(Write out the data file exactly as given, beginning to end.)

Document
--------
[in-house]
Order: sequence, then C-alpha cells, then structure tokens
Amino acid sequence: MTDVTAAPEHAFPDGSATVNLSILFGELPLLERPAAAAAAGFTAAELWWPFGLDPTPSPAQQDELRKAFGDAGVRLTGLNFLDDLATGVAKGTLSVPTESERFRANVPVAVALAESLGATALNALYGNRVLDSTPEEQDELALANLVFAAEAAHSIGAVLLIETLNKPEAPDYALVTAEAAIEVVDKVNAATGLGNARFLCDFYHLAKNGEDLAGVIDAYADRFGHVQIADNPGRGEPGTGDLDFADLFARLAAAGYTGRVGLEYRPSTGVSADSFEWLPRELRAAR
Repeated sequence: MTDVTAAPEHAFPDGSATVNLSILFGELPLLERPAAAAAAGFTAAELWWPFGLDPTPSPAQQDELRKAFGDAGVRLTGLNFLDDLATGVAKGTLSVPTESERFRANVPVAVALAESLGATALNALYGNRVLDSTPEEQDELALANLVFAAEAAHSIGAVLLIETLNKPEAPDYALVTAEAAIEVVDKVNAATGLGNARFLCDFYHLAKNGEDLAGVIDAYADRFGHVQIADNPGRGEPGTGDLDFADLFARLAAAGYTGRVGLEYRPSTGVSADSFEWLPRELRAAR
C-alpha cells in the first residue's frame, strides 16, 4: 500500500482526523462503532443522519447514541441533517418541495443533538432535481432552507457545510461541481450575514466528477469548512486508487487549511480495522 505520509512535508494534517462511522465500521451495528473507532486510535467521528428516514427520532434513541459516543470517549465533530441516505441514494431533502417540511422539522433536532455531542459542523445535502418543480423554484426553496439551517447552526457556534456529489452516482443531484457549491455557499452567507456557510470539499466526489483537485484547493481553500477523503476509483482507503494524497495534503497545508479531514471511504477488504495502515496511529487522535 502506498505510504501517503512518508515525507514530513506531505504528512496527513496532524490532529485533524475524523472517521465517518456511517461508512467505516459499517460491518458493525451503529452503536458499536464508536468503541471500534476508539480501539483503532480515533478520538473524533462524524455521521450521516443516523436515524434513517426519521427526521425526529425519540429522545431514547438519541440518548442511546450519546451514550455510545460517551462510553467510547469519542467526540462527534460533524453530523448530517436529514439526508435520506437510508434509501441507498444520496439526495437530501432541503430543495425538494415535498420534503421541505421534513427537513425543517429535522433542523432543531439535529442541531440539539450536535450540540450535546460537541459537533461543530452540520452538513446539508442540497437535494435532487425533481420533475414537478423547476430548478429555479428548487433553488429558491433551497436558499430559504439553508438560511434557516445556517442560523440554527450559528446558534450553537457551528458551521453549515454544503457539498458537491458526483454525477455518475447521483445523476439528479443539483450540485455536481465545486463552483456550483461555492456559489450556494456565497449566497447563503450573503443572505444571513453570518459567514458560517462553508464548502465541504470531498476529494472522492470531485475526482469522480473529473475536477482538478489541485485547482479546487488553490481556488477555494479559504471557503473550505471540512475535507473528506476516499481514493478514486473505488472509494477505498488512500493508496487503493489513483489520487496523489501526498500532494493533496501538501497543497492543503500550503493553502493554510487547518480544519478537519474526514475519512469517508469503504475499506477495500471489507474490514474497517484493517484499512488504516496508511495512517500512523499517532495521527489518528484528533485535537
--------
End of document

[in-house]
Order: sequence, then C-alpha cells, then structure tokens
Amino acid sequence: MTDVTAAPEHAFPDGSATVNLSILFGELPLLERPAAAAAAGFTAAELWWPFGLDPTPSPAQQDELRKAFGDAGVRLTGLNFLDDLATGVAKGTLSVPTESERFRANVPVAVALAESLGATALNALYGNRVLDSTPEEQDELALANLVFAAEAAHSIGAVLLIETLNKPEAPDYALVTAEAAIEVVDKVNAATGLGNARFLCDFYHLAKNGEDLAGVIDAYADRFGHVQIADNPGRGEPGTGDLDFADLFARLAAAGYTGRVGLEYRPSTGVSADSFEWLPRELRAAR
Repeated sequence: MTDVTAAPEHAFPDGSATVNLSILFGELPLLERPAAAAAAGFTAAELWWPFGLDPTPSPAQQDELRKAFGDAGVRLTGLNFLDDLATGVAKGTLSVPTESERFRANVPVAVALAESLGATALNALYGNRVLDSTPEEQDELALANLVFAAEAAHSIGAVLLIETLNKPEAPDYALVTAEAAIEVVDKVNAATGLGNARFLCDFYHLAKNGEDLAGVIDAYADRFGHVQIADNPGRGEPGTGDLDFADLFARLAAAGYTGRVGLEYRPSTGVSADSFEWLPRELRAAR
C-alpha cells in the first residue's frame, strides 16, 4: 500500500482526523462503532443522519447514541441533517418541495443533538432535481432552507457545510461541481450575514466528477469548512486508487487549511480495522 505520509512535508494534517462511522465500521451495528473507532486510535467521528428516514427520532434513541459516543470517549465533530441516505441514494431533502417540511422539522433536532455531542459542523445535502418543480423554484426553496439551517447552526457556534456529489452516482443531484457549491455557499452567507456557510470539499466526489483537485484547493481553500477523503476509483482507503494524497495534503497545508479531514471511504477488504495502515496511529487522535 502506498505510504501517503512518508515525507514530513506531505504528512496527513496532524490532529485533524475524523472517521465517518456511517461508512467505516459499517460491518458493525451503529452503536458499536464508536468503541471500534476508539480501539483503532480515533478520538473524533462524524455521521450521516443516523436515524434513517426519521427526521425526529425519540429522545431514547438519541440518548442511546450519546451514550455510545460517551462510553467510547469519542467526540462527534460533524453530523448530517436529514439526508435520506437510508434509501441507498444520496439526495437530501432541503430543495425538494415535498420534503421541505421534513427537513425543517429535522433542523432543531439535529442541531440539539450536535450540540450535546460537541459537533461543530452540520452538513446539508442540497437535494435532487425533481420533475414537478423547476430548478429555479428548487433553488429558491433551497436558499430559504439553508438560511434557516445556517442560523440554527450559528446558534450553537457551528458551521453549515454544503457539498458537491458526483454525477455518475447521483445523476439528479443539483450540485455536481465545486463552483456550483461555492456559489450556494456565497449566497447563503450573503443572505444571513453570518459567514458560517462553508464548502465541504470531498476529494472522492470531485475526482469522480473529473475536477482538478489541485485547482479546487488553490481556488477555494479559504471557503473550505471540512475535507473528506476516499481514493478514486473505488472509494477505498488512500493508496487503493489513483489520487496523489501526498500532494493533496501538501497543497492543503500550503493553502493554510487547518480544519478537519474526514475519512469517508469503504475499506477495500471489507474490514474497517484493517484499512488504516496508511495512517500512523499517532495521527489518528484528533485535537